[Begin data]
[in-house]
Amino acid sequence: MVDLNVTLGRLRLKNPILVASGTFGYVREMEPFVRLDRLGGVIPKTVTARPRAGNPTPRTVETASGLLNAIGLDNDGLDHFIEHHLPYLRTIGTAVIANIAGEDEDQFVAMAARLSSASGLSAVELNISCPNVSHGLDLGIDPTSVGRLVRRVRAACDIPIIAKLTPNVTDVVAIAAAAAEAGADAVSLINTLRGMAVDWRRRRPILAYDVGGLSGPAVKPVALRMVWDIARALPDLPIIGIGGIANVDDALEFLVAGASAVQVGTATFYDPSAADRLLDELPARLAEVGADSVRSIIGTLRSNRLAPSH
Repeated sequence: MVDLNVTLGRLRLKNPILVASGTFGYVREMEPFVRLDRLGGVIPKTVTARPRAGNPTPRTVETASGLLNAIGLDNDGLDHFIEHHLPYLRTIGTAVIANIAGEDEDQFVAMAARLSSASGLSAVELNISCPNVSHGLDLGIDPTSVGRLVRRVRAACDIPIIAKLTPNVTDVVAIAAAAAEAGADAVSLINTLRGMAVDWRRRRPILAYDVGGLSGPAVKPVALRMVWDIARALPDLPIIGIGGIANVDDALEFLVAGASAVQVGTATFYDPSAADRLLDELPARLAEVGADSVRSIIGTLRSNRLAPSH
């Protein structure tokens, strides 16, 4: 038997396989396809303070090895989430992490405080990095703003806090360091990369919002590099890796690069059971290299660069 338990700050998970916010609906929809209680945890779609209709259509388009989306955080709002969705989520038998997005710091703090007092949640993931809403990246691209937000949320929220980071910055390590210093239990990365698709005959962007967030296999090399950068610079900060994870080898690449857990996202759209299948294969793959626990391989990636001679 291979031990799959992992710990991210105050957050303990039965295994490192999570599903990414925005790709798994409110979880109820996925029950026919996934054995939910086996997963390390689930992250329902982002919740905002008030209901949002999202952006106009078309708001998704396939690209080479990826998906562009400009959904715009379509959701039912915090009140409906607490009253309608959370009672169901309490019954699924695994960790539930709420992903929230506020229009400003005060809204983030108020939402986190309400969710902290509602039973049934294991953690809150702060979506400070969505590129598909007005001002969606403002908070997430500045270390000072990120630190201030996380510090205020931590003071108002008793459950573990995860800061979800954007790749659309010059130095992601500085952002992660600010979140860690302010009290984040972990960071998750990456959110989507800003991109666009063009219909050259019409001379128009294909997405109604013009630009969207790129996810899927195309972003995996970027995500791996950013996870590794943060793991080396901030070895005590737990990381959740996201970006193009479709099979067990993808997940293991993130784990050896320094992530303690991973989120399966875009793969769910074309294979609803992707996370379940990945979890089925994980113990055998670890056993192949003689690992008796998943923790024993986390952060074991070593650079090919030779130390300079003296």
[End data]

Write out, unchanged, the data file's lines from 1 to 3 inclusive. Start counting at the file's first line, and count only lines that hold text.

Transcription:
[in-house]
Amino acid sequence: MVDLNVTLGRLRLKNPILVASGTFGYVREMEPFVRLDRLGGVIPKTVTARPRAGNPTPRTVETASGLLNAIGLDNDGLDHFIEHHLPYLRTIGTAVIANIAGEDEDQFVAMAARLSSASGLSAVELNISCPNVSHGLDLGIDPTSVGRLVRRVRAACDIPIIAKLTPNVTDVVAIAAAAAEAGADAVSLINTLRGMAVDWRRRRPILAYDVGGLSGPAVKPVALRMVWDIARALPDLPIIGIGGIANVDDALEFLVAGASAVQVGTATFYDPSAADRLLDELPARLAEVGADSVRSIIGTLRSNRLAPSH
Repeated sequence: MVDLNVTLGRLRLKNPILVASGTFGYVREMEPFVRLDRLGGVIPKTVTARPRAGNPTPRTVETASGLLNAIGLDNDGLDHFIEHHLPYLRTIGTAVIANIAGEDEDQFVAMAARLSSASGLSAVELNISCPNVSHGLDLGIDPTSVGRLVRRVRAACDIPIIAKLTPNVTDVVAIAAAAAEAGADAVSLINTLRGMAVDWRRRRPILAYDVGGLSGPAVKPVALRMVWDIARALPDLPIIGIGGIANVDDALEFLVAGASAVQVGTATFYDPSAADRLLDELPARLAEVGADSVRSIIGTLRSNRLAPSH